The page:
• Zoonotic Risk – These worms are easy for people to pick up. The larval forms can burrow through intact skin, making it possible to pick up by walking barefoot in areas where animals have passed the worms. The larvae migrate under the skin causing a rash, itching and can damage skin enough to cause scarring.
  • Control – Same as for roundworms. WHIPWORMS
  • Appearance – These are very small worms and can’t usually be seen with the naked eye. They are narrower at the tail end which makes them look like a whip.
  • Clinical Signs – These often do cause intermittent or chronic diarrhea in animals. This leads to poor condition, weight loss and poor hair coats. They don’t cause rectal irritation.
  • Treatment – Proper medications from your veterinarian administered at appropriate intervals on a regular basis. In dogs, this can be every three months.
  • Zoonotic Risk – low potential to cause any signs in people.
  • Control – Same as for roundworms. 


  • Appearance – These are flat worms with a segmented appearance. They sometimes reproduce by breaking off segments. These can be seen in the stool as small white particles which often look like grains of rice.
  • Clinical signs – Rarely cause any signs in infected animals. Heavy infestations can result in weight loss.
  • Treatment – Proper medications from your veterinarian administered at the appropriate regular intervals. The majority of over the counter dewormers do no treat this parasite. Neither do the monthly heartworm preventatives which may treat all of the other worms discussed here. In dogs, treatment intervals are usually ten days. Not all large animal dewormers treat tapeworms also. Read medication inserts carefully and consult your veterinarian.
  • Zoonotic Risk – most common tapeworms are low risk for causing any problems in people. There is one type of tapeworm which animals can carry which can cause serious consequences in people. Fortunately it’s very rare in our area.
  • Control – Deworming with an appropriate medication at the proper interval. May be ten days in dogs. Some tapeworms of dogs and cats can be carried and transmitted by fleas. Therefore, increased flea control methods may be required. You’ve now learned that intestinal worms are common in our area. Some of these parasites can cause varying degrees of debilitation and illness in our animals. Many can also infect people with many degrees of severity. The Companion Animal Parasite Council ( maintains an extremely helpful website with the best information available. One of their most interesting features is an interactive map which breaks down the current prevalence of each parasite down to the county level based on data from the two largest national veterinary laboratories.  Click on the link,  pick a parasite, click on New York, then click on your county to find out just what the risk is right outside your door.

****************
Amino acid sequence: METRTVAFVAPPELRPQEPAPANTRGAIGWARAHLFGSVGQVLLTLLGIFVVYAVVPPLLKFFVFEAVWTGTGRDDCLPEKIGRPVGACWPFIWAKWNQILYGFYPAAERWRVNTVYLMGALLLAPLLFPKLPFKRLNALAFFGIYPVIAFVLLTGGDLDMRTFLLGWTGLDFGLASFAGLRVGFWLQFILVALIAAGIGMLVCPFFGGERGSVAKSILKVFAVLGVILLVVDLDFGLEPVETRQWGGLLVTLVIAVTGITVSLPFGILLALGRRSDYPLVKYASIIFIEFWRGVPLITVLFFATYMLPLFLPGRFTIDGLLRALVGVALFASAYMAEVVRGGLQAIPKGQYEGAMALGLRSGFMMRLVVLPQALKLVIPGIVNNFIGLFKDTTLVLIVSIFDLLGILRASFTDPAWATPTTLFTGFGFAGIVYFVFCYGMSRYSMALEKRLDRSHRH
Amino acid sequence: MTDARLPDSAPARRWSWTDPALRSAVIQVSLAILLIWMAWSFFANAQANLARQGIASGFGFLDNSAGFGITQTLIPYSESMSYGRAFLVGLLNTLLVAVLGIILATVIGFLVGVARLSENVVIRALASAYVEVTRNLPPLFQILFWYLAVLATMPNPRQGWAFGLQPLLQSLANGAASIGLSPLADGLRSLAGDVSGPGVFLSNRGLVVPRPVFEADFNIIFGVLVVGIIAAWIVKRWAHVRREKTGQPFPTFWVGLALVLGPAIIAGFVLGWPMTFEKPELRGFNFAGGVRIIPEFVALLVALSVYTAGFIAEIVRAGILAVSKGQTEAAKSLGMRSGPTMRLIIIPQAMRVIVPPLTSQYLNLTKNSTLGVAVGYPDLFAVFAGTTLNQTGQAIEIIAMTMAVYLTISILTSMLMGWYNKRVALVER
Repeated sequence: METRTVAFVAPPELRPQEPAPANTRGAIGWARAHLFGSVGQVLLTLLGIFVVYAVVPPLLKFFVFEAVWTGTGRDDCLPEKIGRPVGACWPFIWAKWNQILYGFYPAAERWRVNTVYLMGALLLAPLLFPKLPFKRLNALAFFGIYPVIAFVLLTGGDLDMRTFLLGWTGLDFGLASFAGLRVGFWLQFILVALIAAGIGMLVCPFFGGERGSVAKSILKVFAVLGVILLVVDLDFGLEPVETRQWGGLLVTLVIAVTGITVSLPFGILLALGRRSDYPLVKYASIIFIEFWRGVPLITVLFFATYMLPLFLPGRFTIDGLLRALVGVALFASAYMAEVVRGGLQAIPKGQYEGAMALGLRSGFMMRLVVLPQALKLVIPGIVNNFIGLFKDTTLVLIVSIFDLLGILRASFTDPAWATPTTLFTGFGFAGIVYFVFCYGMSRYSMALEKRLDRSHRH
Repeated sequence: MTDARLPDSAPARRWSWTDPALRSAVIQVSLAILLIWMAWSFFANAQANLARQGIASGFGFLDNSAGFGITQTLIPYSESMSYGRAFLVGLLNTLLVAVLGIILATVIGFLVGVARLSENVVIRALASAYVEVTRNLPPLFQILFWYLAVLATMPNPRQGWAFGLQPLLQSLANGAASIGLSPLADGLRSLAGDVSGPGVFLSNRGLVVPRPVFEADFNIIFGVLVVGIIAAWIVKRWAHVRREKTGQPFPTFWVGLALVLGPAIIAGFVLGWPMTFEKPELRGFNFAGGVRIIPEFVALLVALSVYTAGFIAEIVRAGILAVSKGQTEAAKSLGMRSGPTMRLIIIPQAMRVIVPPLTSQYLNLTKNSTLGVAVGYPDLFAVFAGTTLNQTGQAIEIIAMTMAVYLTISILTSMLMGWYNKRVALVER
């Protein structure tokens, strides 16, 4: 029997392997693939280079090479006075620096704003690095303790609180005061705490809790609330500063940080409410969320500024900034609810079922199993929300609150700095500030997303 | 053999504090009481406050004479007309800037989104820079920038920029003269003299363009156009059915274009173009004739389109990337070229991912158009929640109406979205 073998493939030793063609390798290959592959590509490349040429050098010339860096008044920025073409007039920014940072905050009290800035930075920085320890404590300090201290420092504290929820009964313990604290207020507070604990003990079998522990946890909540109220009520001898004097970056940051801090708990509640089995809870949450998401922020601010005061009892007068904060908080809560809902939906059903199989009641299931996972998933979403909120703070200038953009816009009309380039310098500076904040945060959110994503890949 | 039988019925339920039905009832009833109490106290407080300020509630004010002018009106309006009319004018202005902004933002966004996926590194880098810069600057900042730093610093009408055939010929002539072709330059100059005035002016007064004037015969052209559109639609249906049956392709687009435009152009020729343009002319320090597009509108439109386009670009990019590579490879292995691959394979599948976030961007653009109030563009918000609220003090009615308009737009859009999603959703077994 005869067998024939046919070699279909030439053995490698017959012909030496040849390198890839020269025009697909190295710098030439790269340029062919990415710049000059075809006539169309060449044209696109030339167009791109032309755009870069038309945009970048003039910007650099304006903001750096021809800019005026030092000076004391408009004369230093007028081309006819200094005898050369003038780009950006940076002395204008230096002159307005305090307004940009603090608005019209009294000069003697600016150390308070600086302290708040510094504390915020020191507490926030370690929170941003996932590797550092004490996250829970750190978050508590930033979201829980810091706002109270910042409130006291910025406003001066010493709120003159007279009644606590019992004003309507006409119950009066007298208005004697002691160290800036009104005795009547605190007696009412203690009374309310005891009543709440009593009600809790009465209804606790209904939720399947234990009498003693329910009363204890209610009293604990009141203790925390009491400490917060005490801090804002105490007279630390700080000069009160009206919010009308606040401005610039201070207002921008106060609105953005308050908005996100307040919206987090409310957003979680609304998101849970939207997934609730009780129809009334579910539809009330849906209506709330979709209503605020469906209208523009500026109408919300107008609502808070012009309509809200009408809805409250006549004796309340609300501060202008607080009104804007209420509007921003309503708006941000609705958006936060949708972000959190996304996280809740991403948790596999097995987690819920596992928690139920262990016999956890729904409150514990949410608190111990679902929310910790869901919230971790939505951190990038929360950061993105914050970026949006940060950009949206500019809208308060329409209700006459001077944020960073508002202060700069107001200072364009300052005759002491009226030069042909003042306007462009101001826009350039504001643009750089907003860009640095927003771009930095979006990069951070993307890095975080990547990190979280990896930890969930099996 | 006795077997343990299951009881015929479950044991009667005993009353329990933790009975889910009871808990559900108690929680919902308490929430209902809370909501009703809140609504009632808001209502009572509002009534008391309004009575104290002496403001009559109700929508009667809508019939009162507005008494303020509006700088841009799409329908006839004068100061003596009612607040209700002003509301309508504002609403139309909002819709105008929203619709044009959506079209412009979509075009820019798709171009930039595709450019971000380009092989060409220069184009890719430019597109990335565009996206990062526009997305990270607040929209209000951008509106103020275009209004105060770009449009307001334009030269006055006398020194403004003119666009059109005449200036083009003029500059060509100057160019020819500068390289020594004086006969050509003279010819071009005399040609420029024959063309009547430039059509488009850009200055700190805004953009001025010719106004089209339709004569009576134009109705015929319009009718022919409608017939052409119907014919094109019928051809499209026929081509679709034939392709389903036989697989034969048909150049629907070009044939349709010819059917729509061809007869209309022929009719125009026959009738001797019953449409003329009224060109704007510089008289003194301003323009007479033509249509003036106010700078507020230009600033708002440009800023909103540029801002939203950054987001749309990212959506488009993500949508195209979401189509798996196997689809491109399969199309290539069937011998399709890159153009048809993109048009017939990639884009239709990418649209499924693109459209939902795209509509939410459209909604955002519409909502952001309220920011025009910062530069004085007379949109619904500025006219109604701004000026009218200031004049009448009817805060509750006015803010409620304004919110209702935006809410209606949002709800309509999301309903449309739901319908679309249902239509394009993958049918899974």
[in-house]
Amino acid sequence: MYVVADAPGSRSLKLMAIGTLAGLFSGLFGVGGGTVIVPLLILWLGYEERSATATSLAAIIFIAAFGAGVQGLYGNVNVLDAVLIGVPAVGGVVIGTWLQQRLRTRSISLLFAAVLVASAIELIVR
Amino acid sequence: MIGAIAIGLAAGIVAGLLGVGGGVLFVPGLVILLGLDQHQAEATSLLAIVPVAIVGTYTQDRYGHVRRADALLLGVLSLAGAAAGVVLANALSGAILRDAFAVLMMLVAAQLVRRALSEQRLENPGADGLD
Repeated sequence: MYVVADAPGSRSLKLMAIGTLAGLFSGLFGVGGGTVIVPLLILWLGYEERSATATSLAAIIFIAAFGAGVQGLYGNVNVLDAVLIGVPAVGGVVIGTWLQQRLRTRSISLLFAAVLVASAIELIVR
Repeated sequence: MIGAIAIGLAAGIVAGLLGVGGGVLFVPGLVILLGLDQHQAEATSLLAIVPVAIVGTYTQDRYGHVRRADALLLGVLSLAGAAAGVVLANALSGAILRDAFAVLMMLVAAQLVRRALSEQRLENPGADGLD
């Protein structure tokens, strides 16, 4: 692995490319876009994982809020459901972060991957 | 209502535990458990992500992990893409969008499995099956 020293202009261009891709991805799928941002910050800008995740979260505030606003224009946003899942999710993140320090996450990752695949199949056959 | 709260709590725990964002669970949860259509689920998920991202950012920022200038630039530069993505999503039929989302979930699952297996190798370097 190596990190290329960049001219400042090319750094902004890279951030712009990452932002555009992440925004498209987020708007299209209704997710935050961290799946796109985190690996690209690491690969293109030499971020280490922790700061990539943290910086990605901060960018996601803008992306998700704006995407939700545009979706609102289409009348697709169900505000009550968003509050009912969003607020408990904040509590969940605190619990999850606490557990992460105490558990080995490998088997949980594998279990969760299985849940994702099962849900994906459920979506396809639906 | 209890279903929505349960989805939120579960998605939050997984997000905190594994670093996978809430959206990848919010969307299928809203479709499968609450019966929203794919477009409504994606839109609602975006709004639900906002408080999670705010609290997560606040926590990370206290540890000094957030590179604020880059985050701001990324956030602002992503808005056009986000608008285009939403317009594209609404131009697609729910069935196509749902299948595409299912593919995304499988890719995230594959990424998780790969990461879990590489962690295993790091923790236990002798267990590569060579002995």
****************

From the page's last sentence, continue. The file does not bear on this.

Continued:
Parasite control is important for both animals and humans. Consult your veterinarian for testing and treatment now that you know a few more secrets of the stool sample.


    Roundworms                   Hookworms                 Whipworms                 Tapeworms




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  • Blog Author

    Dr. James Zgoda

    Education: University of Pennsylvania, B.A. Animal Behavior 1980 Rutgers Univ., M.S. Zoology 1981 Cornell University College of Veterinary Medicine, D.V.M., 1985 Owner and chief veterinarian of Otterkill Animal Hospital in Campbell Hall, NY ... Read Full